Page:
U.N. Secretary-General Antonio Guterres said Monday that the “world is watching” Afghanistan during these “pivotal” days, as he called on the Taliban to exercise “utmost restraint” to protect Afghan lives and allow humanitarian assistance to reach those in need.
“We cannot and must not abandon the people of Afghanistan,” Guterres told an emergency meeting of the U.N. Security Council, a day after President Ashraf Ghani’s government collapsed in the face of the Taliban takeover that has thrown the country into chaos.
Some 18 million people – half the population -- were in need of humanitarian assistance before the situation unraveled. Fears are growing of a catastrophic humanitarian crisis.
“The United Nations presence will adapt to the security situation,” Guterres pledged. “But above all, we will stay and deliver in support of the Afghan people in their hour of need.”
The U.N. chief also said the Taliban must protect “the hard-won rights of Afghan women and girls,” and stressed that the country must not again be allowed to become a haven or platform for terrorists.
The U.N. also expressed concern for the country’s children. A new report says the number of children killed and maimed in the first half of this year was the highest ever recorded by the U.N. in the country.
Afghanistan’s U.N. ambassador, who took up his post only one month ago, appealed to the international community to not waste time playing a “blame game” and to call for a cessation of hostilities, for neighboring countries to keep their borders open to help those trying to flee, and for the establishment of a humanitarian corridor for evacuating those at risk of retribution or attack.
Ambassador Ghulam Isaczai also asked the council and the United Nations not to “recognize any administration that achieves power through force or any government that is not inclusive and representative of the diversity of the country.” He also urged nations to “unequivocally state” that they do not recognize the restoration of the Islamic Emirate.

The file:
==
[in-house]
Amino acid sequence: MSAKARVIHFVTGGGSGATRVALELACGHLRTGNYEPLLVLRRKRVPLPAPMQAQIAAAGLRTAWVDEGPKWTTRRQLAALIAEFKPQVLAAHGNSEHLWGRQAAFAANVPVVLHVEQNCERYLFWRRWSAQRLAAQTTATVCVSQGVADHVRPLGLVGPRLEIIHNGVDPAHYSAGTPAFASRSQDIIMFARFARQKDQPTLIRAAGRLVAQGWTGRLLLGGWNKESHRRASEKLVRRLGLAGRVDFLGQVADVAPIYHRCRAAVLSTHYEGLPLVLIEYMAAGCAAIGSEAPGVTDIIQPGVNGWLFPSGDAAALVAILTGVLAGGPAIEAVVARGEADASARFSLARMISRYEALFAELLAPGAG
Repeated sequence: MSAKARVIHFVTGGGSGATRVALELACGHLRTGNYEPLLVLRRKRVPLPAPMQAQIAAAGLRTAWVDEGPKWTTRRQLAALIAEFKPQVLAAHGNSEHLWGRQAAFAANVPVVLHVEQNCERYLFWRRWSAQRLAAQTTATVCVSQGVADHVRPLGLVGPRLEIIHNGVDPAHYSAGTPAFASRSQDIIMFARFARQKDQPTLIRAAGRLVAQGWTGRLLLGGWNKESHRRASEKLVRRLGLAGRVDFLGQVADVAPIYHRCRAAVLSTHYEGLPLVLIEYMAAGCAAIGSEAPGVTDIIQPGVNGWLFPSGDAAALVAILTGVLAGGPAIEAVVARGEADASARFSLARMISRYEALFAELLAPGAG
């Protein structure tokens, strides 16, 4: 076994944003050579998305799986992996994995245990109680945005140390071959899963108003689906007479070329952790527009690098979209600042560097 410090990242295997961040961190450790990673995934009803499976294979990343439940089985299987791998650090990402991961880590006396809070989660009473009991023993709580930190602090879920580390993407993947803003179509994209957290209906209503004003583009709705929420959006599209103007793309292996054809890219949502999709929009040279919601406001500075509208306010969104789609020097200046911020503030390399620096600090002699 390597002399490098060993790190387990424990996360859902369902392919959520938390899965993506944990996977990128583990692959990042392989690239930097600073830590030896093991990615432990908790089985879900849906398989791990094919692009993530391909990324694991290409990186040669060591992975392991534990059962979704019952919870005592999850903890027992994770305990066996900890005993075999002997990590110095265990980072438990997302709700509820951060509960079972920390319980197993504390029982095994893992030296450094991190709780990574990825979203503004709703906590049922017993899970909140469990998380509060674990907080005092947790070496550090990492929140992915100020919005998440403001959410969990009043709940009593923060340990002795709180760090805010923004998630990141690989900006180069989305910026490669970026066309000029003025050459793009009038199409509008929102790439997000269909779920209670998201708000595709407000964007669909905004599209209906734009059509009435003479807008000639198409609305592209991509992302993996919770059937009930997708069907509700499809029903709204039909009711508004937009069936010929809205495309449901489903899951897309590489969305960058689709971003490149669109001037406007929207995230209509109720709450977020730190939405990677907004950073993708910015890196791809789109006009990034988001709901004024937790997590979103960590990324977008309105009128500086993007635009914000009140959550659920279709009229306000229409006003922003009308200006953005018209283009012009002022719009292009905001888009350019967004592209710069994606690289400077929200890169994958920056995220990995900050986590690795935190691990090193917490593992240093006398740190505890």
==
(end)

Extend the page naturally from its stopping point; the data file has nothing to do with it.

Protecting Afghan women and girls
In a statement agreed by all 15 members, the Security Council called for the immediate cessation of all hostilities and “the establishment, through inclusive negotiations, of a new government that is united, inclusive and representative – including with the full, equal and meaningful participation of women.”
Most council members focused their remarks on protecting Afghan civilians and preserving gains made over the past 20 years, particularly on the rights of women and girls.
“Women of Afghanistan – we hear you and we hear your pleas to the international community at this dark time,” Ireland’s Ambassador Geraldine Byrne Nason said, addressing the country’s women directly. “The fear, indignation and sense of betrayal you feel is understood and righteous.”
She called on the council to stand with Afghan women, saying their rights and future participation in society could not be sacrificed.
U.S. envoy Linda Thomas-Greenfield also called for the respect of women’s rights and for the protection of all civilians.
“We also call on all parties to prevent terrorism, and we must all ensure Afghanistan cannot ever, ever again be a base for terrorism,” she said.
Russia, China, Pakistan react
Russia and China appeared to take a softer tone on the Taliban.
“There is no point in panicking,” said Russia’s U.N. Ambassador Vassily Nebenzia. “The main point is that a widespread bloodbath among civilians has been avoided.”
He said Moscow’s embassy in Kabul would continue to operate as normal.
“As regards our future official steps regarding the Taliban, we will interact with them irrespective of the evolving situation and their specific actions,” Nebenzia said.
“The situation in Afghanistan has undergone major changes,” China’s Deputy U.N. Ambassador Geng Shuang told the council. “We respect the will and choices of the Afghan people.”
Pakistan’s U.N. ambassador told reporters after the meeting that his government is making “active efforts” to promote an inclusive political settlement in Afghanistan. He said a number of non-Pashtun political parties and groups met with his foreign minister Monday in Islamabad.
“They have promised to engage continuously with the Taliban and to try to evolve an inclusive Afghan government,” Ambassador Munir Akram said. “Pakistan will work with them and Taliban representatives to advance this objective.”
At the same time, he questioned the right of the Afghan ambassador to participate in the meeting, saying he is the “representative of a now defunct regime.”